The impact that formed the crater Schickard, occurred in an area predominantly high. This was followed by an episode of flooding that occurred both inside and outside the crater Schickard, which took place before the impact that formed Mare Orientale.
Another episode of flooding followed, creating a thin layer of material that covered the areas that were affected by the first episode of flooding.
A final episode of flooding occurred within the crater Schickard, creating two spots that can be seen today.
Photo images extracted from this video are here.
Moon Age: 1.00 days
Illuminated: 99.8% (0% = New, 100% = Full)
Distance: 398.772 km
Optics (telescope or lenses): Celestron C8-Newtonian telescope, eyepiece 20mm Plossl, 2x barlow
Mount: CG5 (EQ5)
Camera: Sony CX130
Video mode: 1080p
Location: Baia Mare, Romania
Processing: Sony Vegas HD Platinum 10.0
The video was made with the camera mounted on the telescope, to be more exact on the telescope eyepiece. To protect the telescope from vibrations, I used a tracking motor from Lacerta, and thus the image was more stable.
However, even with this tracking device for celestial bodies, there were vibrations of the telescope tube, causing the image to be slightly unstable. For this, I used the video stabilization option in Sony Vegas editing software, so the video was 100% correct on this issue.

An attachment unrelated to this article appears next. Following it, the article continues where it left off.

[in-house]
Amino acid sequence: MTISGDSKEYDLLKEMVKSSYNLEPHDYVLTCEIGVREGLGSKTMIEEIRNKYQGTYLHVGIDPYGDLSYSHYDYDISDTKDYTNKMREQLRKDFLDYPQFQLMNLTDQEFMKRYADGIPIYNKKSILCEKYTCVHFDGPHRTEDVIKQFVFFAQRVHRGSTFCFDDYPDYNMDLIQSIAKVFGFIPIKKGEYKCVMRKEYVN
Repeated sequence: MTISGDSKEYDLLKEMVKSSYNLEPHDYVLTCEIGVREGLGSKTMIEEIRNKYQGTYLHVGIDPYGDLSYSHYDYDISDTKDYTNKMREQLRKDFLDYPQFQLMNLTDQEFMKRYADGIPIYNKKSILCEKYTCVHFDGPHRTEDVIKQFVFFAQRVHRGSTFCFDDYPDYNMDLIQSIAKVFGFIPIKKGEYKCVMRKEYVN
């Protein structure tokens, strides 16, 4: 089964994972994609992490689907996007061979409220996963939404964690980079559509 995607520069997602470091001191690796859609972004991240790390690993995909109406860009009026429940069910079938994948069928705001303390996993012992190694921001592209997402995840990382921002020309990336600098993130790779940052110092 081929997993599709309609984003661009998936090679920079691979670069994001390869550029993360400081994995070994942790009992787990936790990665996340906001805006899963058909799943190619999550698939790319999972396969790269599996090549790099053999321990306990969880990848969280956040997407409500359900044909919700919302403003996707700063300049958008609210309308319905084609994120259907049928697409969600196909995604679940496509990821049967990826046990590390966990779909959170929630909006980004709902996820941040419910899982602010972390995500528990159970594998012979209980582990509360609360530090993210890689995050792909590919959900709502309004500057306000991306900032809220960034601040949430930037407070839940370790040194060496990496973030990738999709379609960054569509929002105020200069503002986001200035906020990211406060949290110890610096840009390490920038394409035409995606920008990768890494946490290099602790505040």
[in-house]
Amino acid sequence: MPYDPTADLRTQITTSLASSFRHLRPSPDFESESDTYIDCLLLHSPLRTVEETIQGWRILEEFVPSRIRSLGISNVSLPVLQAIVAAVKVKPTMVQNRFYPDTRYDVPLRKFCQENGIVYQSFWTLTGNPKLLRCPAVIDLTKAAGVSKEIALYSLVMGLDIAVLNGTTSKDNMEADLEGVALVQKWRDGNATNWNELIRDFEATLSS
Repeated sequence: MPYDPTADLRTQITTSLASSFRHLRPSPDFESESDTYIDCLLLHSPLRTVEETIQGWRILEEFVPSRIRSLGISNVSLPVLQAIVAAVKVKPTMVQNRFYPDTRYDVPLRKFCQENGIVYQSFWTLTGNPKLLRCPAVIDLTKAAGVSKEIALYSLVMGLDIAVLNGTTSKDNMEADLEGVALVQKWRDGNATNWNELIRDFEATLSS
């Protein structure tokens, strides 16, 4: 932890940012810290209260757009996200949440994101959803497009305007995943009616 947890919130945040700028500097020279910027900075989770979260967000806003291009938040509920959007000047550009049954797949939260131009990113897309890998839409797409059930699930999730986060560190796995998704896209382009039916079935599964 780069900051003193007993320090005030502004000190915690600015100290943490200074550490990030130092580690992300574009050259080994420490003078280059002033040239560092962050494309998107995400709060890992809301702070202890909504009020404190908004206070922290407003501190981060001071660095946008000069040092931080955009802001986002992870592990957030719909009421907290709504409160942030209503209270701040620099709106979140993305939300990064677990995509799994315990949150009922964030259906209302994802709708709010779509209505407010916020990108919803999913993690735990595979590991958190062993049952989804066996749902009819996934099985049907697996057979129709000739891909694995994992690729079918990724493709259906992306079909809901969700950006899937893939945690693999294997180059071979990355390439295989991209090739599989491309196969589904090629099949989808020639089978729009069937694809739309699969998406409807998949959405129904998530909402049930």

Unstable aspect of the image through the telescope is caused by a combination of turbulence in the Earth's atmosphere and increased streams of heat from the ground and buildings.
Images were obtained by attaching a camera directly into the eyepiece of an astronomical telescope of 8 inch Newtonian; For this reason the eyepiece visual field was increased.
In the picture below are labeled craters and other lunar features in the region. To better understand this photo, you should note that the label with the name or the letter of larger craters could be found at their center, and on the small craters, you should find them around them, usually above.
|Imafe from 2010.|